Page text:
Connecticut Condominiums: Taming Those Terrible Tenants
As a Connecticut condominium association board, or a property manager, you likely have encountered problems caused by tenants, unless your community is a co-operative (which often have rules requiring owner occupancy). These problems can be particularly difficult for two reasons:
- The owner often is not aware of the problems; and
- The Association may not even be aware that tenants are occupying the unit.
Under the Connecticut Common Interest Ownership Act, it is the responsibility of the Association to address these problems.
The good news is that Connecticut law permits the eviction of tenants for bad behavior (i.e. violating the Declaration, Bylaws, or Rules and Regulations), unlike for with misbehaving owners, who generally can only be fined after proper notice and an opportunity to be heard. Specifically, under Connecticut General Statutes §§ 47-244(d) and (e), tenants may be evicted for violations of the Association’s Declaration, Bylaws, or Rules and Regulations.
We suggest that, before commencing an eviction action based on violations of rules alone, the Board of Directors schedule a meeting with both the tenant and the unit owner. At that meeting, the tenant’s violations should be discussed thoroughly, and the Board may wish to seek an agreement by both the owner and the tenant promising good behavior in the future. Part of any such agreement should be a clear understanding that if more complaints are received about the same violation, the Board will have no choice but to begin eviction proceedings immediately, with no further notice either to the owner or the tenant. The Association may want to consult with a Connecticut condominium lawyer for assistance with such an agreement.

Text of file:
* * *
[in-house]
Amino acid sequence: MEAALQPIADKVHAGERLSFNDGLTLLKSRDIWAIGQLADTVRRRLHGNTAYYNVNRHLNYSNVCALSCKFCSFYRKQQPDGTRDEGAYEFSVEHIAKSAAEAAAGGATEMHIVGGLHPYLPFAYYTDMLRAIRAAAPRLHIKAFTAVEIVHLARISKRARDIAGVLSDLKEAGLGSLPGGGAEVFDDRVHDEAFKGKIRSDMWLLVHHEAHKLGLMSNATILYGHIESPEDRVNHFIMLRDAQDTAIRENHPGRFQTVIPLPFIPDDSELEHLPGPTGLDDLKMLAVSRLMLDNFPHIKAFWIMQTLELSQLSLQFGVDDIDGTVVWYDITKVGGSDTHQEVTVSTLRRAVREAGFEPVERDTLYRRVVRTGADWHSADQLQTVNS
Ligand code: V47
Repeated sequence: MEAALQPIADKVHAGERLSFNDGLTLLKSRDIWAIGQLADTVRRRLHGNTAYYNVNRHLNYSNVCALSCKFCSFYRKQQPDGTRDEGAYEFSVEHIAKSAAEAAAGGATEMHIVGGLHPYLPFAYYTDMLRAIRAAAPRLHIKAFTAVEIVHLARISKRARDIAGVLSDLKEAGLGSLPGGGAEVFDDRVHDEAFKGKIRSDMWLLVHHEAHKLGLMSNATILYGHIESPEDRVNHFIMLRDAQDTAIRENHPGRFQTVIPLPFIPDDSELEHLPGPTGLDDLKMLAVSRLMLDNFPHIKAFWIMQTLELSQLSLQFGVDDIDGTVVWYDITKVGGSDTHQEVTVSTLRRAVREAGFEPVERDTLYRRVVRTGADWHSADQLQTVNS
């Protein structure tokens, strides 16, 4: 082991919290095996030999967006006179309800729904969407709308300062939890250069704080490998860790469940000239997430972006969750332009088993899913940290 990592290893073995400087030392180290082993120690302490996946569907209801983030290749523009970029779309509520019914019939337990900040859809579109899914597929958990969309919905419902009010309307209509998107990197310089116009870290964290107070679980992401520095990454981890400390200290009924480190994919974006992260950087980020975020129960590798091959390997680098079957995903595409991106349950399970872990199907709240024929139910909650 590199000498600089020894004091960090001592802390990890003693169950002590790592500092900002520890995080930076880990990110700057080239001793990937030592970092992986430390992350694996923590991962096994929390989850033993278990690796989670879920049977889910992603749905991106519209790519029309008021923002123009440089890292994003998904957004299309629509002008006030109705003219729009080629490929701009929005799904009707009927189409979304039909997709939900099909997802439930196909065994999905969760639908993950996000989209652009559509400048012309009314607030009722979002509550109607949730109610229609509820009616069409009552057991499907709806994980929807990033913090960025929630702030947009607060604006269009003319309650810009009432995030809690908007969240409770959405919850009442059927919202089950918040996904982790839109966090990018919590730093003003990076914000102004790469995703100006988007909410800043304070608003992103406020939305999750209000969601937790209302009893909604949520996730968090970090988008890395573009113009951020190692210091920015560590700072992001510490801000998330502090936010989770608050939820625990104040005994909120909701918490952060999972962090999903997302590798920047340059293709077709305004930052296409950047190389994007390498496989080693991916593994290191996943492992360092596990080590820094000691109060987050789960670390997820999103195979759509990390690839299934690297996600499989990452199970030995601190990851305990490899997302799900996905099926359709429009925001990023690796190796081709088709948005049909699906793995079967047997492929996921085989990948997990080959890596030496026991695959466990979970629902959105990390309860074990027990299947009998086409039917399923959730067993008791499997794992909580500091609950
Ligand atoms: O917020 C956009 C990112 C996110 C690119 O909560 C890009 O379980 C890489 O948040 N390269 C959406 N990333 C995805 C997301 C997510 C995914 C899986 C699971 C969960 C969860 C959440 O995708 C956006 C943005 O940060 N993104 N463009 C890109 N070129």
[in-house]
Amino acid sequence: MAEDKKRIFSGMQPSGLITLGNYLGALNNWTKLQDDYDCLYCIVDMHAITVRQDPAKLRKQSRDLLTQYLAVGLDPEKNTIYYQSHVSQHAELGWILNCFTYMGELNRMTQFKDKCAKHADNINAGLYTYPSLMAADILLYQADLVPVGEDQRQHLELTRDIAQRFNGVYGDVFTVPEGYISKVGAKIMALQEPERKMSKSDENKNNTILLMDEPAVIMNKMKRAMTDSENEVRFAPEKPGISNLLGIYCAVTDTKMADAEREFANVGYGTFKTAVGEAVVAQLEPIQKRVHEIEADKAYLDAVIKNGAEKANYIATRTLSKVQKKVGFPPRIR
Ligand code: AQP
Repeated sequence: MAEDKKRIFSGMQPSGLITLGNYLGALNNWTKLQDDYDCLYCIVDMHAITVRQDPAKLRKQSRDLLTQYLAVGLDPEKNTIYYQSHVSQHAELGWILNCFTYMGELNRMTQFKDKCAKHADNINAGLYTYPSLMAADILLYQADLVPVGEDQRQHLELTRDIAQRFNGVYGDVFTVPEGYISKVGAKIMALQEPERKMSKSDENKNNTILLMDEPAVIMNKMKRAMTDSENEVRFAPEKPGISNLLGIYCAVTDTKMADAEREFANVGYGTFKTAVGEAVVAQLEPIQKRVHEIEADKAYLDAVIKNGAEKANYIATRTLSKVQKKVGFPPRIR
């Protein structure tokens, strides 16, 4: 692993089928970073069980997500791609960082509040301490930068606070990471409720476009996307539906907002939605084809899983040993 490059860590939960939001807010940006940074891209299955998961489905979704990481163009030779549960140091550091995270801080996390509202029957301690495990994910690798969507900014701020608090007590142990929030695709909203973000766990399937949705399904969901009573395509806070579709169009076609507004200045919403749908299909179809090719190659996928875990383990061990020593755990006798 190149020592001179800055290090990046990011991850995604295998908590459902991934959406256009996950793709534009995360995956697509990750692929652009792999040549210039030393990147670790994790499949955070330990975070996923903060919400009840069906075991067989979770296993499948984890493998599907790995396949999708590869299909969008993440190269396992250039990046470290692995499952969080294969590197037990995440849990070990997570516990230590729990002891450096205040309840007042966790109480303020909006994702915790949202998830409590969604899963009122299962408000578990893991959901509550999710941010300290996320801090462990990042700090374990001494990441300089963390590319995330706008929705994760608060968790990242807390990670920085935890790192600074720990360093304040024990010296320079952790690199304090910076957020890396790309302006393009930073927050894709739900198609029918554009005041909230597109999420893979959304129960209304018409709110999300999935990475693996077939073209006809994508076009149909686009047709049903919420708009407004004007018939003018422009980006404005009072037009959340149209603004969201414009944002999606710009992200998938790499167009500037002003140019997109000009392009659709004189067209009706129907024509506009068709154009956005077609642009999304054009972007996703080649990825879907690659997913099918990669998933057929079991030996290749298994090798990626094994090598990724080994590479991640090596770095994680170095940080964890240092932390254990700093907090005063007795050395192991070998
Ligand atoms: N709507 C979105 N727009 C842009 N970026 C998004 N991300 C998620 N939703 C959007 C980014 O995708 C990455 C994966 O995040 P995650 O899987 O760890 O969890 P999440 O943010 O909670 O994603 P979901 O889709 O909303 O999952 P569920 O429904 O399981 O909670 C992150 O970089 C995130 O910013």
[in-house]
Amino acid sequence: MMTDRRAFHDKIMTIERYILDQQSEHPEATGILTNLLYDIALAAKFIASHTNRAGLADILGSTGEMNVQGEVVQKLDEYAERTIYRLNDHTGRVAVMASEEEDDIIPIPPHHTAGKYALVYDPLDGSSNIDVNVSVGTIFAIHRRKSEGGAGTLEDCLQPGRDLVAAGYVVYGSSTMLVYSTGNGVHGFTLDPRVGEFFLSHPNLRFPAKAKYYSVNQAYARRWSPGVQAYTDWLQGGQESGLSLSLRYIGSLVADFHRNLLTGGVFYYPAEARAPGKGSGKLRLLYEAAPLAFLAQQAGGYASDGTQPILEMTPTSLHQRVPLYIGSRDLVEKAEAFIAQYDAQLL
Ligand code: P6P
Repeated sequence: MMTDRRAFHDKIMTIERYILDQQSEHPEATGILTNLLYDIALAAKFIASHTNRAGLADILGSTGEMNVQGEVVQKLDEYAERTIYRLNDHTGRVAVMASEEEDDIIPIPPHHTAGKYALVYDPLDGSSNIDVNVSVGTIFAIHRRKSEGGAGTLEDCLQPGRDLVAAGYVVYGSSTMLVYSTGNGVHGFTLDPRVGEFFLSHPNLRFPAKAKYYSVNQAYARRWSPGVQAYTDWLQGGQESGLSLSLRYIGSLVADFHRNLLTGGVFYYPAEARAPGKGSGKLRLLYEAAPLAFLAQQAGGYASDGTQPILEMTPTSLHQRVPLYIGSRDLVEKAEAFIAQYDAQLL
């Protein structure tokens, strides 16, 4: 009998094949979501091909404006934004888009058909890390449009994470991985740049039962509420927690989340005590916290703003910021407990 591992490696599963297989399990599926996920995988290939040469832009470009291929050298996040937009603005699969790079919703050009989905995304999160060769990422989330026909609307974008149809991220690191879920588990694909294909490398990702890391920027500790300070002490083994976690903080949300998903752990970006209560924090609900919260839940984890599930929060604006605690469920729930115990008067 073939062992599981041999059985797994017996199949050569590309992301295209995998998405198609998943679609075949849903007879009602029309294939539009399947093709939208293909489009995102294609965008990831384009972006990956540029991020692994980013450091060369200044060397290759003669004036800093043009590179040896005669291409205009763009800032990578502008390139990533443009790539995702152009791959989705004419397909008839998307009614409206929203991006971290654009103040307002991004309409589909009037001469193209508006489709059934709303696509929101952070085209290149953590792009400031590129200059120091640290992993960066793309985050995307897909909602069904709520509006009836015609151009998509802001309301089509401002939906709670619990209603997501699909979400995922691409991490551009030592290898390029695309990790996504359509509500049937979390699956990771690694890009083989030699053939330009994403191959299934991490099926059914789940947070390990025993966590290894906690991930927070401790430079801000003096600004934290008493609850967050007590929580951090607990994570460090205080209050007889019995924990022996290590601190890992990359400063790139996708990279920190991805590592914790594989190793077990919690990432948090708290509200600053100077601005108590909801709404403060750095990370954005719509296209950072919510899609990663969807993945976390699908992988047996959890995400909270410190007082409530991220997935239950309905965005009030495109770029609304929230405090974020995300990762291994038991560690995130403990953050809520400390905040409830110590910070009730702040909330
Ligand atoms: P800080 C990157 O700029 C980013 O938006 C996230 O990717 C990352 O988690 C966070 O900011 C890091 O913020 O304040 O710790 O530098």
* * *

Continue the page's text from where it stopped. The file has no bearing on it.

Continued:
Merely starting an eviction can sometimes solve the problem itself. By starting the eviction, the Association may alert the often-absentee unit owner to the tenant’s bad behavior and the need for closer scrutiny of tenant conduct; and cause the owner to act to stop the misbehavior. Very often, unit owners have no idea that the Association has the power to evict their tenant. Once the unit owner understands that the Association has the power to evict his or her tenant (and source of income), the owner will be motivated either to pressure the tenant to shape up, or to evict the tenant themselves. However, if the owner does nothing, the Association then may move forward with the eviction.